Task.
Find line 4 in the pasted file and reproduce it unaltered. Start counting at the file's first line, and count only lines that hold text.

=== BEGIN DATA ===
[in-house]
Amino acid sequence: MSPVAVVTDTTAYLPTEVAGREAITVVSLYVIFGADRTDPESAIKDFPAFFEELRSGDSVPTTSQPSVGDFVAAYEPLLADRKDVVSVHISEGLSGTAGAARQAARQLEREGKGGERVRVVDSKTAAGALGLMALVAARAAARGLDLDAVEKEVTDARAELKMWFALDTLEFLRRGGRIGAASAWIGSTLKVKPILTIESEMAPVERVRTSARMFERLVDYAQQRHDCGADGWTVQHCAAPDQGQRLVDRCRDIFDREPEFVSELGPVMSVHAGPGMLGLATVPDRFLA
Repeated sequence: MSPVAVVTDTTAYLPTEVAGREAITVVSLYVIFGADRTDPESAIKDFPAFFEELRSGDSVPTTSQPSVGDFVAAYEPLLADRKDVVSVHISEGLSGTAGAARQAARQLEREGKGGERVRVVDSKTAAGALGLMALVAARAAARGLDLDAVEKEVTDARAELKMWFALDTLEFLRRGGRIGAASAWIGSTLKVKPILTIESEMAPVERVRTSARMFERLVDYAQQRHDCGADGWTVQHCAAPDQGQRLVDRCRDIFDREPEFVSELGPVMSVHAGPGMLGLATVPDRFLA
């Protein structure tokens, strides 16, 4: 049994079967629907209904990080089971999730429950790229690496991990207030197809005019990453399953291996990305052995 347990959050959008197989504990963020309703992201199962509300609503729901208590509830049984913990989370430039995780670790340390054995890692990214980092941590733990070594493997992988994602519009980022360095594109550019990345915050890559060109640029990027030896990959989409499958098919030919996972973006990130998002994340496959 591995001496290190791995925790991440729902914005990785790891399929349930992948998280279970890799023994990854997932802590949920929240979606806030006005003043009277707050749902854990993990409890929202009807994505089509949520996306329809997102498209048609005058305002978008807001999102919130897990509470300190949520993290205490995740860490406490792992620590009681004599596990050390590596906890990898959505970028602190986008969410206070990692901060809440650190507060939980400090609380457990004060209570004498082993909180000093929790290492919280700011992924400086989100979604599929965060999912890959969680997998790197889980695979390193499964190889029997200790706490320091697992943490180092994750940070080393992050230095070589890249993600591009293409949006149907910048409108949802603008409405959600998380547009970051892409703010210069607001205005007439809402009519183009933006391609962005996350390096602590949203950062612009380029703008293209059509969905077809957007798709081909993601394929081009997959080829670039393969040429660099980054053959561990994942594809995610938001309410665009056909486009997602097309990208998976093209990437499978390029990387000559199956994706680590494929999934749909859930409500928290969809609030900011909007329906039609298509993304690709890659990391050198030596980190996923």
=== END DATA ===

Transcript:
């Protein structure tokens, strides 16, 4: 049994079967629907209904990080089971999730429950790229690496991990207030197809005019990453399953291996990305052995 347990959050959008197989504990963020309703992201199962509300609503729901208590509830049984913990989370430039995780670790340390054995890692990214980092941590733990070594493997992988994602519009980022360095594109550019990345915050890559060109640029990027030896990959989409499958098919030919996972973006990130998002994340496959 591995001496290190791995925790991440729902914005990785790891399929349930992948998280279970890799023994990854997932802590949920929240979606806030006005003043009277707050749902854990993990409890929202009807994505089509949520996306329809997102498209048609005058305002978008807001999102919130897990509470300190949520993290205490995740860490406490792992620590009681004599596990050390590596906890990898959505970028602190986008969410206070990692901060809440650190507060939980400090609380457990004060209570004498082993909180000093929790290492919280700011992924400086989100979604599929965060999912890959969680997998790197889980695979390193499964190889029997200790706490320091697992943490180092994750940070080393992050230095070589890249993600591009293409949006149907910048409108949802603008409405959600998380547009970051892409703010210069607001205005007439809402009519183009933006391609962005996350390096602590949203950062612009380029703008293209059509969905077809957007798709081909993601394929081009997959080829670039393969040429660099980054053959561990994942594809995610938001309410665009056909486009997602097309990208998976093209990437499978390029990387000559199956994706680590494929999934749909859930409500928290969809609030900011909007329906039609298509993304690709890659990391050198030596980190996923």